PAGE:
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Rodriguez, Alina
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Publications (10 of 23) Show all publications
Forssman, L., Eninger, L., Tillman, C., Rodriguez, A. & Bohlin, G. (2012). Cognitive Functioning and Family Risk Factors in Relation to Symptom Behaviors of ADHD and ODD in Adolescents. Journal of Attention Disorders, 16(4), 284-294
Open this publication in new window or tab >>Cognitive Functioning and Family Risk Factors in Relation to Symptom Behaviors of ADHD and ODD in Adolescents
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2012 (English)In: Journal of Attention Disorders, ISSN 1087-0547, E-ISSN 1557-1246, Vol. 16, no 4, p. 284-294Article in journal (Refereed) Published
Abstract [en]

Objective: In this study, the authors investigated whether ADHD and oppositional defiant disorder (ODD) behaviors share associations with problems in cognitive functioning and/or family risk factors in adolescence. This was done by examining independent as well as specific associations of cognitive functioning and family risk factors with ADHD and ODD behaviors. Method: A sample of 120 adolescents from the general population was assessed on various cognitive tasks. ADHD and ODD behaviors were measured through parental and teacher ratings based on Diagnostic and Statistical Manual of Mental Disorders (4th edition) criteria. Parents and adolescents provided information regarding measures of family risk factors. Results: The results show that only cognitive functioning was associated with ADHD behaviors, and family risk factors were, independent of cognitive functioning, associated with ODD behaviors. Conclusion: These results suggest that cognitive performance bears a specific significance for ADHD behaviors, whereas family risk factors have specific importance for ODD behaviors.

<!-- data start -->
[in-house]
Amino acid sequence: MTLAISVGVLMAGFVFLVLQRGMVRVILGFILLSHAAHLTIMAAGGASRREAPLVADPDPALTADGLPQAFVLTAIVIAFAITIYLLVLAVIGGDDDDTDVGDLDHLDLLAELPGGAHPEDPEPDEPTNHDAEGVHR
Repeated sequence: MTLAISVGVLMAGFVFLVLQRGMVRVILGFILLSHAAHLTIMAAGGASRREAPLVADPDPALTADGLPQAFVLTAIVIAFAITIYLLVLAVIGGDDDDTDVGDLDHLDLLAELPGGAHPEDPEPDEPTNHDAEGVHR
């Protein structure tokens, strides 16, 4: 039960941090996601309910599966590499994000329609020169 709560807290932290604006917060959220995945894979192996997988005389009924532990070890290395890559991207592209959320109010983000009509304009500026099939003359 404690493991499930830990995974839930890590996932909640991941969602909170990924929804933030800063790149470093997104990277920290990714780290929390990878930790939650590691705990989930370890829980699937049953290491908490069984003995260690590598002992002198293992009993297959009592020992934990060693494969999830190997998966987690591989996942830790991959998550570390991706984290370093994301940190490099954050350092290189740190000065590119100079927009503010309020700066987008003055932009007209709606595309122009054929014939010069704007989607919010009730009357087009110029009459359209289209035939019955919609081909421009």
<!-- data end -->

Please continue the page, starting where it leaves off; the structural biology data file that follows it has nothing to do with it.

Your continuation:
Keywords
cognitive functioning, family risk factors, ADHD, oppositional defiant disorder
National Category
Psychology
Identifiers
urn:nbn:se:uu:diva-133431 (URN)10.1177/1087054710385065 (DOI)000302574300003 ()20978270 (PubMedID)
Funder
Swedish Research Council, 2004-2279Riksbankens Jubileumsfond
Available from: 2010-11-10 Created: 2010-11-10 Last updated: 2017-12-12Bibliographically approved
Ali Khan, A., Rodriguez, A., Kaakinen, M., Pouta, A., Hartikainen, A.-L. & Järvelin, M.-R. (2011). Does in utero exposure to synthetic glucocorticoids influence birthweight, head circumference and birth length?: A systematic review of current evidence in humans. Paediatric and Perinatal Epidemiology, 25(1), 20-36
Open this publication in new window or tab >>Does in utero exposure to synthetic glucocorticoids influence birthweight, head circumference and birth length?: A systematic review of current evidence in humans
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2011 (English)In: Paediatric and Perinatal Epidemiology, ISSN 0269-5022, E-ISSN 1365-3016, Vol. 25, no 1, p. 20-36Article, review/survey (Refereed) Published
Abstract [en]